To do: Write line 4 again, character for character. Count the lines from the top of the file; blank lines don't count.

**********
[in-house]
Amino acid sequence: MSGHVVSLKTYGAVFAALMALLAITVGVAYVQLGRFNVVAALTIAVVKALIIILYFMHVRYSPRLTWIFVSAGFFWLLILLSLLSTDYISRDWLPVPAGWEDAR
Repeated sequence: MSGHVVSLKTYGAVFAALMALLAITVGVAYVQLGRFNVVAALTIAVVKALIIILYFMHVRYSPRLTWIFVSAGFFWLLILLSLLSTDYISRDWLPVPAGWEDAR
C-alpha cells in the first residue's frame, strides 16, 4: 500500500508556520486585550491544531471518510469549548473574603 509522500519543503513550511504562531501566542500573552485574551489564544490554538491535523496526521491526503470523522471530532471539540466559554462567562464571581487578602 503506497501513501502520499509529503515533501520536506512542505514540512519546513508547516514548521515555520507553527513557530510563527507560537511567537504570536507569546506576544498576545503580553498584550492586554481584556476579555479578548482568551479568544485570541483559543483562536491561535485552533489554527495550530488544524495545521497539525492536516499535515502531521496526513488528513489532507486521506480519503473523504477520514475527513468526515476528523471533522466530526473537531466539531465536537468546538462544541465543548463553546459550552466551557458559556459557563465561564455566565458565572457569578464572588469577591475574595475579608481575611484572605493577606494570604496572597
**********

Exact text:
C-alpha cells in the first residue's frame, strides 16, 4: 500500500508556520486585550491544531471518510469549548473574603 509522500519543503513550511504562531501566542500573552485574551489564544490554538491535523496526521491526503470523522471530532471539540466559554462567562464571581487578602 503506497501513501502520499509529503515533501520536506512542505514540512519546513508547516514548521515555520507553527513557530510563527507560537511567537504570536507569546506576544498576545503580553498584550492586554481584556476579555479578548482568551479568544485570541483559543483562536491561535485552533489554527495550530488544524495545521497539525492536516499535515502531521496526513488528513489532507486521506480519503473523504477520514475527513468526515476528523471533522466530526473537531466539531465536537468546538462544541465543548463553546459550552466551557458559556459557563465561564455566565458565572457569578464572588469577591475574595475579608481575611484572605493577606494570604496572597